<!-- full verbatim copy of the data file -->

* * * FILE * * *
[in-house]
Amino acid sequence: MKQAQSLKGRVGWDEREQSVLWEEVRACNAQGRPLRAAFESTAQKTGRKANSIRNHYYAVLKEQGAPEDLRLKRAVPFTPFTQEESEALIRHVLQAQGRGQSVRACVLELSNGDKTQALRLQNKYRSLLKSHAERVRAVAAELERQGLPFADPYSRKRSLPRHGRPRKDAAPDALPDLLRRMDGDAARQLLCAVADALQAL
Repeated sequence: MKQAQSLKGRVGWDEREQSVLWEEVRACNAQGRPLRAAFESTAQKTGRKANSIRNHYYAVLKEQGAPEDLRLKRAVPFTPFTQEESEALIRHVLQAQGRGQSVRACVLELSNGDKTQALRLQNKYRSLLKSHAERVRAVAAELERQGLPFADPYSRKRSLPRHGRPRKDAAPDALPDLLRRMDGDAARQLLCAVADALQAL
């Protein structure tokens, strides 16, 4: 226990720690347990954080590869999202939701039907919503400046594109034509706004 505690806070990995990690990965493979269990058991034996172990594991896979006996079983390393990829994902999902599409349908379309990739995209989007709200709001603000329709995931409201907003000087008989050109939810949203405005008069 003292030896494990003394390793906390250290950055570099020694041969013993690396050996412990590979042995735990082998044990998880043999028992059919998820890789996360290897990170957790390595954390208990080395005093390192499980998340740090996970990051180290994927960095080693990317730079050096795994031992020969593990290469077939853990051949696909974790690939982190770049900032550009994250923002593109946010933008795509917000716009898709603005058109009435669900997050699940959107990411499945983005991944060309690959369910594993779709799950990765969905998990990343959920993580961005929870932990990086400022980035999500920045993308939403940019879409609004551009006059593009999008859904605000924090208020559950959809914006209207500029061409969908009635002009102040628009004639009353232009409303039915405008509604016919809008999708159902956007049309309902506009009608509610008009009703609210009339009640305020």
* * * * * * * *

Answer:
[in-house]
Amino acid sequence: MKQAQSLKGRVGWDEREQSVLWEEVRACNAQGRPLRAAFESTAQKTGRKANSIRNHYYAVLKEQGAPEDLRLKRAVPFTPFTQEESEALIRHVLQAQGRGQSVRACVLELSNGDKTQALRLQNKYRSLLKSHAERVRAVAAELERQGLPFADPYSRKRSLPRHGRPRKDAAPDALPDLLRRMDGDAARQLLCAVADALQAL
Repeated sequence: MKQAQSLKGRVGWDEREQSVLWEEVRACNAQGRPLRAAFESTAQKTGRKANSIRNHYYAVLKEQGAPEDLRLKRAVPFTPFTQEESEALIRHVLQAQGRGQSVRACVLELSNGDKTQALRLQNKYRSLLKSHAERVRAVAAELERQGLPFADPYSRKRSLPRHGRPRKDAAPDALPDLLRRMDGDAARQLLCAVADALQAL
């Protein structure tokens, strides 16, 4: 226990720690347990954080590869999202939701039907919503400046594109034509706004 505690806070990995990690990965493979269990058991034996172990594991896979006996079983390393990829994902999902599409349908379309990739995209989007709200709001603000329709995931409201907003000087008989050109939810949203405005008069 003292030896494990003394390793906390250290950055570099020694041969013993690396050996412990590979042995735990082998044990998880043999028992059919998820890789996360290897990170957790390595954390208990080395005093390192499980998340740090996970990051180290994927960095080693990317730079050096795994031992020969593990290469077939853990051949696909974790690939982190770049900032550009994250923002593109946010933008795509917000716009898709603005058109009435669900997050699940959107990411499945983005991944060309690959369910594993779709799950990765969905998990990343959920993580961005929870932990990086400022980035999500920045993308939403940019879409609004551009006059593009999008859904605000924090208020559950959809914006209207500029061409969908009635002009102040628009004639009353232009409303039915405008509604016919809008999708159902956007049309309902506009009608509610008009009703609210009339009640305020």